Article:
'This Must Be the Place': Rocker's tale strikes too many sour notes
A movie review of "This Must Be the Place," an ill-conceived, tonally false dramedy about a burned-out rock star (Sean Penn, in a baffling and underwhelming performance) determined to avenge his late father's humiliation at the hands of a Nazi criminal.
Special to The Seattle Times
'This Must Be the Place,' with Sean Penn, Frances McDormand, Kerry Condon, Judd Hirsch, Harry Dean Stanton, David Byrne. Directed by Paolo Sorrentino, from a screenplay by Sorrentino and Umberto Contarello. 111 minutes. Rated R for language. Varsity.
The notion of a childlike, slow-talking, retired rock star hunting aging Nazi war criminals sounds like a pretty good premise for a recurring sketch on "Saturday Night Live." But for the hero of an almost two-hour feature film that isn't played strictly for laughs and doesn't resemble some kind of outré comic-book universe? No. Sorry.
"This Must Be the Place," an ill-conceived dramedy with a shockingly annoying performance by Sean Penn, can't really figure out what kind of movie it's supposed to be.
On one hand, Penn's role as a present-day, guilt-ridden former leader of a 1980s New Wave band (something akin to the Cure), wearing his leather and lipstick under a mane of jet-black hair at the grocery store and in his Dublin castle, demands a certain wide-eyed wonder in the film's approach and style — a little Tim Burton, a little Werner Herzog.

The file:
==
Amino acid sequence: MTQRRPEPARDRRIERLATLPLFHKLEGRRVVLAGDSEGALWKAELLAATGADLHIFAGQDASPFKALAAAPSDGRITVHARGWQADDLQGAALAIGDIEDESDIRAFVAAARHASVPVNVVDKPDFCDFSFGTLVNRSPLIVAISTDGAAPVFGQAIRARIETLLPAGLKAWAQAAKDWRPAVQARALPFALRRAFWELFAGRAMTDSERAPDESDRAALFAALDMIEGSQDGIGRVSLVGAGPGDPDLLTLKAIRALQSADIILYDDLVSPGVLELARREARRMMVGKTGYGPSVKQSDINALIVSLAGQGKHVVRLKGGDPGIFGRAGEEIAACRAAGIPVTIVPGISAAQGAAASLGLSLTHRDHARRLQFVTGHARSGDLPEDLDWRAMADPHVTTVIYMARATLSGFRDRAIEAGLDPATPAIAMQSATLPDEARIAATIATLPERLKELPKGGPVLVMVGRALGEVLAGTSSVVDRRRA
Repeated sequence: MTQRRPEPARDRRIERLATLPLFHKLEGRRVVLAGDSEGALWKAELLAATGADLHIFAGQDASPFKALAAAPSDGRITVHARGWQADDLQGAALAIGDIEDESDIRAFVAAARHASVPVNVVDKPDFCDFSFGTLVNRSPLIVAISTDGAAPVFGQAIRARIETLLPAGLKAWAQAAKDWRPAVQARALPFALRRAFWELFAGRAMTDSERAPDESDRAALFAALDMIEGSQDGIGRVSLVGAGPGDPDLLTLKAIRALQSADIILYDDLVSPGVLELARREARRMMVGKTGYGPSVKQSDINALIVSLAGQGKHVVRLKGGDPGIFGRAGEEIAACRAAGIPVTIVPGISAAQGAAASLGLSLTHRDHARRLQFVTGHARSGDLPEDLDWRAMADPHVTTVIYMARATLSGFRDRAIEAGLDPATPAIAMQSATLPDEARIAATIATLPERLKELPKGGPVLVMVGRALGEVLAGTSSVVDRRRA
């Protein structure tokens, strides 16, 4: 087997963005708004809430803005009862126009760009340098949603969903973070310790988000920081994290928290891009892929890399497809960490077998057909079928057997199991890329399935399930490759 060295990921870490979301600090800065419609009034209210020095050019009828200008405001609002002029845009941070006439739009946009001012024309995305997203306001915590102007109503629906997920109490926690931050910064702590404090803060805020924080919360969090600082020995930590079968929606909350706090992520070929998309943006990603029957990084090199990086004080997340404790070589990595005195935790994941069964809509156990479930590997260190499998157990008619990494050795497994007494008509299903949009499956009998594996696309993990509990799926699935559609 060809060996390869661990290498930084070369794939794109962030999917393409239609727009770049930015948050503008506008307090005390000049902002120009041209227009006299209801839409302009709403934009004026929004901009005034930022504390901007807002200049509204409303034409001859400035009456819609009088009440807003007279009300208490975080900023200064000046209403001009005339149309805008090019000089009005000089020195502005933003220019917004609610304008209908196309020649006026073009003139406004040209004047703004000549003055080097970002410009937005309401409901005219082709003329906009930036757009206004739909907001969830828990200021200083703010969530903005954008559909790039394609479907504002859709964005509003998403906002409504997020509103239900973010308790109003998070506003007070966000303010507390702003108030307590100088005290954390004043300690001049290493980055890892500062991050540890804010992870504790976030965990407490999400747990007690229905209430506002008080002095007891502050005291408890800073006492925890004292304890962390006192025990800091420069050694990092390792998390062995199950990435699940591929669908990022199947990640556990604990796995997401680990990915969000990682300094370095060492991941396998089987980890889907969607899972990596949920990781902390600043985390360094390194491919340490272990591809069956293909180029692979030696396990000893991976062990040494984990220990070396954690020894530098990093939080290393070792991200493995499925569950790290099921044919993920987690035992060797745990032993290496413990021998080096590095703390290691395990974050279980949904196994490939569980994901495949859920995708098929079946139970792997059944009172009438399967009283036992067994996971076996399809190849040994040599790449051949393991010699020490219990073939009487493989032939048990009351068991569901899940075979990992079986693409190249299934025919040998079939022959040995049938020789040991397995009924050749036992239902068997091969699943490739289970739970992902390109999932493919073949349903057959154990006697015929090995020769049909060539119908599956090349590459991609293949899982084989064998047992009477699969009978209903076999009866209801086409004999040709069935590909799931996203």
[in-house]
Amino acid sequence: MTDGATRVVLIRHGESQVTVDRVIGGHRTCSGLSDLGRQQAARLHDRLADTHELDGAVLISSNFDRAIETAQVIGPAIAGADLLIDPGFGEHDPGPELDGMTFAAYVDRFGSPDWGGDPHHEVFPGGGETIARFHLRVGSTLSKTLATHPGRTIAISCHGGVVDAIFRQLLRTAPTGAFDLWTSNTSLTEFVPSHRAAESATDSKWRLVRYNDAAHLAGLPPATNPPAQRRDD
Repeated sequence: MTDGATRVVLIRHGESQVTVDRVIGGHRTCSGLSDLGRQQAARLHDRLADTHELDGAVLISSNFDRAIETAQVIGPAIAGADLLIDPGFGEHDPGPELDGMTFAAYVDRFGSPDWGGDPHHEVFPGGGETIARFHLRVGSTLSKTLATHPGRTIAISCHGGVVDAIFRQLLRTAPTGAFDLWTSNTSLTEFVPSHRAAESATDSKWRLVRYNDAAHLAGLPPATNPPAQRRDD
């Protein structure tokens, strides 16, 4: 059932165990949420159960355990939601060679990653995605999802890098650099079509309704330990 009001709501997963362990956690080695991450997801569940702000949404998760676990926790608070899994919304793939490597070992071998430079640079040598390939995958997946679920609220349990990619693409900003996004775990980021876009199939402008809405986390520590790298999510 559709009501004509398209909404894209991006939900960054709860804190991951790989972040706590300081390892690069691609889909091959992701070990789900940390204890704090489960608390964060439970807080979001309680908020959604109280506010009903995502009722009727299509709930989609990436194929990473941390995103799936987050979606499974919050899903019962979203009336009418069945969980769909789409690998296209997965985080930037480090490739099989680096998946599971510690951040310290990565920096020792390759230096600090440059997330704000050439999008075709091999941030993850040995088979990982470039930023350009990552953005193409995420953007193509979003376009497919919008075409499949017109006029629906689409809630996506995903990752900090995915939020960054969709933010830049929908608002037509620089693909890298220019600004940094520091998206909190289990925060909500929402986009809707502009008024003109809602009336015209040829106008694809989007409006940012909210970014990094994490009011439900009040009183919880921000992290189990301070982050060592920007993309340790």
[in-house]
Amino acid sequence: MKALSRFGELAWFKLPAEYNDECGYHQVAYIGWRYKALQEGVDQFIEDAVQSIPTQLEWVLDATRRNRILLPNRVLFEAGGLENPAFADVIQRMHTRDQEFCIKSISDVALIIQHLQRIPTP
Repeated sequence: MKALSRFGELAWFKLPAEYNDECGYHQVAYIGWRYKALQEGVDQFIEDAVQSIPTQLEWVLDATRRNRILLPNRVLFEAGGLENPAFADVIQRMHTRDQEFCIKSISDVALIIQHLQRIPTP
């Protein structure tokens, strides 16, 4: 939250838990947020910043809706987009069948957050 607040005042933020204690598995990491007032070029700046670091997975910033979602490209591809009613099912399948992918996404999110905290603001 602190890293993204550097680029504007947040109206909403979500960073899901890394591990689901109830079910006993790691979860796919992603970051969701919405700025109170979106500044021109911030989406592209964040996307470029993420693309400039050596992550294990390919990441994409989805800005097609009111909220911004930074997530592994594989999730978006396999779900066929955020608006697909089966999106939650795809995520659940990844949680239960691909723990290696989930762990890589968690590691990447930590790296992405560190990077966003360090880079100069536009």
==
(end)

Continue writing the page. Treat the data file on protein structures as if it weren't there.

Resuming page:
But while co-writer and director Paolo Sorrentino ("Il Divo") strains for a visionary feel, he rarely convinces. Sorrentino evokes a certain giddy charm at times, such as the sight of Penn's character, Cheyenne, playing handball in an empty swimming pool with his feisty, adoring wife (Frances McDormand).
But most of "This Must Be the Place" goes too far, keeping an audience artificially off- balance with out-of-context images (a bison looking through a glass door), self-conscious grandeur in visual composition, and the grating deliberateness of Penn's movements and speech. A scene with musician David Byrne (as himself) is equally random, though it does yield a flash of brilliance from Penn.
Sorrentino really goes off the rails once Cheyenne travels to America after his estranged father's death. With little rhyme or reason, the character drives cross-country in search of a Nazi fugitive who humiliated his parent in a concentration camp. Despite the gravity of that Holocaust twist and the serious performances of a fine cast including Judd Hirsch, Kerry Condon and Harry Dean Stanton, Sorrentino keeps mucking about with the film's tone. An unhelpful Penn remains little more than a cartoon parody.
In the end, "This Must Be the Place" isn't just bad. It's inappropriate.
Tom Keogh: email@example.com